Report: Equifax Breach Exposed Nearly 11 Million Driver's License Numbers
The recent Equifax data breach may have exposed the driver’s license data of 10.9 million U.S. consumers, according to The Wall Street Journal (paywall).
The hackers who accessed the driver’s license information also took Social Security numbers and other personal information of potentially 145.5 million American consumers.
When Equifax initially announced the data breach on Sept. 7, 2017, the credit reporting agency said driver’s license numbers were accessed in “some instances.”
The Journal reports that Equifax has shared the figure of 10.9 million exposed driver’s licenses with financial institutions and other customers.
The Journal further reports that consumers who had provided their driver’s license information to the credit reporting agency were often doing so to verify their identity with Equifax. In some cases, this happened when consumers used a webpage to resolve disputes on their credit reports.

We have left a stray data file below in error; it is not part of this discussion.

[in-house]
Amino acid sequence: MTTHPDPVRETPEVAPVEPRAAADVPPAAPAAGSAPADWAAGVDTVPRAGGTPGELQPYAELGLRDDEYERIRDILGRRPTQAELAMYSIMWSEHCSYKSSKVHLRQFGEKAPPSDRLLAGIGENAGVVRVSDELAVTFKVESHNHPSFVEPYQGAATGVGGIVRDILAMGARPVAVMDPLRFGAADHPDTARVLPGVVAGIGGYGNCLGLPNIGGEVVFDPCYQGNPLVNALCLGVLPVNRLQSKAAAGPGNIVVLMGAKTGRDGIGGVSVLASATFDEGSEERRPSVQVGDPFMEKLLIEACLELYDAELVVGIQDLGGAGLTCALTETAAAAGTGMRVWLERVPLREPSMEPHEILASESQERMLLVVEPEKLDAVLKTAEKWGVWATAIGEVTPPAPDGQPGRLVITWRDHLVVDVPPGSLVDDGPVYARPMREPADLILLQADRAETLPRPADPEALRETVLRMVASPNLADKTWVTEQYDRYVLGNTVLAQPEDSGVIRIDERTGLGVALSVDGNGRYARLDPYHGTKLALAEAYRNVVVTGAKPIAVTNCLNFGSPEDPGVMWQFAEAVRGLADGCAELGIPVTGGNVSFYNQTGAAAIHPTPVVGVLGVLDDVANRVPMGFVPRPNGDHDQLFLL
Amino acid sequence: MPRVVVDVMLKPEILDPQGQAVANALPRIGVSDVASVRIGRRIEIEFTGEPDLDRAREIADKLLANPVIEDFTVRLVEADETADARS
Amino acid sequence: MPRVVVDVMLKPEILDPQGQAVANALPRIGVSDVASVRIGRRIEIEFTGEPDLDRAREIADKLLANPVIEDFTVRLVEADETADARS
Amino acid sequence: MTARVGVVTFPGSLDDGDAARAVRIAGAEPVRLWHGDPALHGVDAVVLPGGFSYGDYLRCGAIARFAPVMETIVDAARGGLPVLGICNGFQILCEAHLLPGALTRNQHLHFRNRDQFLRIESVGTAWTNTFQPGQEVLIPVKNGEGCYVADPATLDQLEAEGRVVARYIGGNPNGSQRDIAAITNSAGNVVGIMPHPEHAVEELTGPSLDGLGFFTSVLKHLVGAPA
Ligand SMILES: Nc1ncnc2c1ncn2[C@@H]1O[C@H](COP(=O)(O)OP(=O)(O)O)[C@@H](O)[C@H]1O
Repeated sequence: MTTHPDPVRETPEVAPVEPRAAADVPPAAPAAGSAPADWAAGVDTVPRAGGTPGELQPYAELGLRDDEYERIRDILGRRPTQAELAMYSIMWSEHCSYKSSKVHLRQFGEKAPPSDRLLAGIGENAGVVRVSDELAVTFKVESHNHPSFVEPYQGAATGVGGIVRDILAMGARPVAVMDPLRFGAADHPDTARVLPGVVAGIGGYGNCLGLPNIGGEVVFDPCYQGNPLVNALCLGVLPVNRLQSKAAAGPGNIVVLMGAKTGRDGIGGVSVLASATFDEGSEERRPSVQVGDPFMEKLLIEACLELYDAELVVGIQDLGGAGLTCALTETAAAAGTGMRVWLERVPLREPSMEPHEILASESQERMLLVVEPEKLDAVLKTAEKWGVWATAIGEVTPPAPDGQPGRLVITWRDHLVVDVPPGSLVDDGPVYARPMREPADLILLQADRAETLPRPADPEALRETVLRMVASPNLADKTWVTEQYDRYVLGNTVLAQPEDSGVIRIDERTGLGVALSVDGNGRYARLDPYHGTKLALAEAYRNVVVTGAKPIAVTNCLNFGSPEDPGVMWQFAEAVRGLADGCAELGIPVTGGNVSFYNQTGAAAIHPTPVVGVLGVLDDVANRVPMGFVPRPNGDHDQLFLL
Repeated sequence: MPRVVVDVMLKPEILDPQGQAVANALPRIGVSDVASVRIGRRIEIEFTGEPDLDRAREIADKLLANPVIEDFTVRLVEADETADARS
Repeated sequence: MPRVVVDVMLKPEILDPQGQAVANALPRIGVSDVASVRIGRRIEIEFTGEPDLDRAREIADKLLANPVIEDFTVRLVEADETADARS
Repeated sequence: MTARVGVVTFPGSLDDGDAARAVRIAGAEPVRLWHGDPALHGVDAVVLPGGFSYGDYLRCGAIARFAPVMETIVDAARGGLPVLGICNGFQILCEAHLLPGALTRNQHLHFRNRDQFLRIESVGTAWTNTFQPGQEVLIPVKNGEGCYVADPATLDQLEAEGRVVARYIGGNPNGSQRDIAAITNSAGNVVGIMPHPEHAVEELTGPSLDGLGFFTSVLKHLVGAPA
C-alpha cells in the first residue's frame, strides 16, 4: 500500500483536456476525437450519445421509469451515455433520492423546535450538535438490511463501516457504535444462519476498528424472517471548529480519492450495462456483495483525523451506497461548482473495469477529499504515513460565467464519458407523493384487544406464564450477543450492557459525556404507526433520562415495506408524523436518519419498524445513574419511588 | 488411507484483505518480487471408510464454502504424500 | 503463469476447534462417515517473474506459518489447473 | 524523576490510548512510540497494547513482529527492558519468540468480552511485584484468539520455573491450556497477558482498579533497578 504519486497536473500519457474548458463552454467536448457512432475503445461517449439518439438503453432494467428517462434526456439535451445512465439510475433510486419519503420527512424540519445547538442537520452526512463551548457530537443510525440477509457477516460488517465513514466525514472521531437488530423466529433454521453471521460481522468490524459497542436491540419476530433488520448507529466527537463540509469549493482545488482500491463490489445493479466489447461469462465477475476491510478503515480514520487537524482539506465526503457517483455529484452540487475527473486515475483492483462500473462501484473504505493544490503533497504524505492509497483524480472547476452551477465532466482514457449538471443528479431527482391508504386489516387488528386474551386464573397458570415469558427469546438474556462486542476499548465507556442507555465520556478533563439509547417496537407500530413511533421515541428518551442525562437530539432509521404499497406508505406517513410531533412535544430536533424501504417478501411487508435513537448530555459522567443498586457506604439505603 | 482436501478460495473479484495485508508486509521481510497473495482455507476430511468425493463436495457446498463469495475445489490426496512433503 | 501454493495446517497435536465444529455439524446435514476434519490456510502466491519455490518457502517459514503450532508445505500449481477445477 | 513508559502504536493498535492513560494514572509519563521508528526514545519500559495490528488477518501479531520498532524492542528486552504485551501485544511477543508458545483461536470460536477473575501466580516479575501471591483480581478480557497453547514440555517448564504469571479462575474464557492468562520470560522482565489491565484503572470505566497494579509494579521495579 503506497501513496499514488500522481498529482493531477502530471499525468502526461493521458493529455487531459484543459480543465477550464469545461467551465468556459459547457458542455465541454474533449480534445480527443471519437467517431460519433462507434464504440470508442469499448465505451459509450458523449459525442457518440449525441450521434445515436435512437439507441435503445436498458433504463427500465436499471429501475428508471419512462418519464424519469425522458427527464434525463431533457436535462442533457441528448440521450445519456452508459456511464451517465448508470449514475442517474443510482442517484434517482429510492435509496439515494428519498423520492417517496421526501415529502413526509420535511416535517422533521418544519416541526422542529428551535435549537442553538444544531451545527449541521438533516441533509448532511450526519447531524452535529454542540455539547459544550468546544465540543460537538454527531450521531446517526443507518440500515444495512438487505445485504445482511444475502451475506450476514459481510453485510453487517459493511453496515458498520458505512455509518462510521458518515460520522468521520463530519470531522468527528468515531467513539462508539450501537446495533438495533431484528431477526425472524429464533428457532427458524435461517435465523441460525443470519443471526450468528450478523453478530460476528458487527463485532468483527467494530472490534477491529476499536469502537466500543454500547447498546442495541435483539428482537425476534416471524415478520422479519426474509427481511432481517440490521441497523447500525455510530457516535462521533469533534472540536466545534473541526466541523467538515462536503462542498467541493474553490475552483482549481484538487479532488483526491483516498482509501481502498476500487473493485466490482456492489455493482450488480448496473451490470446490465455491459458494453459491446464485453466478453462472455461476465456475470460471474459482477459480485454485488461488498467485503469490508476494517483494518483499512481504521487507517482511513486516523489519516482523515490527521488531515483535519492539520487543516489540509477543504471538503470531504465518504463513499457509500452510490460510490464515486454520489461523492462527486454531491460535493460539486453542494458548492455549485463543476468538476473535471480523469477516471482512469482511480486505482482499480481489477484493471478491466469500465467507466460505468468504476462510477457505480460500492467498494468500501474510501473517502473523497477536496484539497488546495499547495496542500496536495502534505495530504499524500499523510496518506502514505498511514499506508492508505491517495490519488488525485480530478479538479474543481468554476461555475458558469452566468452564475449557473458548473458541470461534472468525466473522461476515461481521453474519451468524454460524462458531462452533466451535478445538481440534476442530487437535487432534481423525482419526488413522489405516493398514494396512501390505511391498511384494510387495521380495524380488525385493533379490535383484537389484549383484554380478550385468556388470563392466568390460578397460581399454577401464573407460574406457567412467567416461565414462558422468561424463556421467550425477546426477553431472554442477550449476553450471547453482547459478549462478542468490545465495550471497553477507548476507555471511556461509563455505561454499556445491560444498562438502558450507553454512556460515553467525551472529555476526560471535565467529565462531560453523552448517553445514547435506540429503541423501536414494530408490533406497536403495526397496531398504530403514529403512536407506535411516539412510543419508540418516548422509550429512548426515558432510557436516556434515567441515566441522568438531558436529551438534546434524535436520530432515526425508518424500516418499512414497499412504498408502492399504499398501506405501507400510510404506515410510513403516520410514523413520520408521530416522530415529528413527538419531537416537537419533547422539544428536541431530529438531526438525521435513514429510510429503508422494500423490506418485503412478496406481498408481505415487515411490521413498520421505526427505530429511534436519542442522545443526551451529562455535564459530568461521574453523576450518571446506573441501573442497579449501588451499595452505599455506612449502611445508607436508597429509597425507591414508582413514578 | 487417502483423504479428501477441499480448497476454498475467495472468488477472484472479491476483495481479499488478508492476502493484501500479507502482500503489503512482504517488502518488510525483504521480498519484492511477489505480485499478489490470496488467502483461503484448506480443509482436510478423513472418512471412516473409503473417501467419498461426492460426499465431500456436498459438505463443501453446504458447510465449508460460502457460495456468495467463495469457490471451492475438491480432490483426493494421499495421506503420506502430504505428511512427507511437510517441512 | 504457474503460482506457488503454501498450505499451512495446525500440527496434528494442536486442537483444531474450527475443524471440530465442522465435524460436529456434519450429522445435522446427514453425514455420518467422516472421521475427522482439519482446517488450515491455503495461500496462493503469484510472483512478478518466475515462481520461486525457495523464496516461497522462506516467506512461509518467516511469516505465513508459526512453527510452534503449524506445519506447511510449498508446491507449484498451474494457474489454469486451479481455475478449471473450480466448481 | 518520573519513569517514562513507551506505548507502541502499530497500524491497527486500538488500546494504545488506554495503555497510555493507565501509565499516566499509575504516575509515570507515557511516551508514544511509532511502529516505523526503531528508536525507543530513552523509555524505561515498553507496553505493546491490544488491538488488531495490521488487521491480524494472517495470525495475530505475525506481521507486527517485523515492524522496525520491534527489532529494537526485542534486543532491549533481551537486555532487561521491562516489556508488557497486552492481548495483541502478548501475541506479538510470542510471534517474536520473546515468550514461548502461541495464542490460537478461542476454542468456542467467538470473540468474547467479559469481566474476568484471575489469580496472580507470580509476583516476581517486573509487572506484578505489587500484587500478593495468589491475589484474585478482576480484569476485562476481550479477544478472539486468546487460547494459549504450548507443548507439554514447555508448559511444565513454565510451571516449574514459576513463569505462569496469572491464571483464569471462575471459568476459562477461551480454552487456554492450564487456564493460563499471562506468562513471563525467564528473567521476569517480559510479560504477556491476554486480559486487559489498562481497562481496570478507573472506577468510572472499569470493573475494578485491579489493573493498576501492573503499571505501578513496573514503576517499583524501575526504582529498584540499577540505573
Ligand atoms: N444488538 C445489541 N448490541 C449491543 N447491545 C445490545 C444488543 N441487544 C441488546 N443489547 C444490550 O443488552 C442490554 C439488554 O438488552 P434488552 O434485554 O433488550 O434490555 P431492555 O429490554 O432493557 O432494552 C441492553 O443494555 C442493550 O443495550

It’s possible for a criminal to use your driver’s license number to impersonate you. This could be done by giving your license number—even without the actual license—to a police officer at a traffic stop or by using your number to manufacture a fraudulent license to use at bars or with employers or police.
According to the Identity Theft Resource Center, the only piece of information that’s needed in such cases is the license number—not your name, address or other information. But given what was accessed by hackers in the Equifax breach, such information may be easily available to identity thieves, including names, Social Security numbers, birth dates, and addresses.
Read our article on how to determine if you’re affected by the Equifax data breach.
Symantec Corporation, the world’s leading cyber security company, allows organizations, governments, and people to secure their most important data wherever it lives. More than 50 million people and families rely on Symantec’s Norton and LifeLock comprehensive digital safety platform to help protect their personal information, devices, home networks, and identities.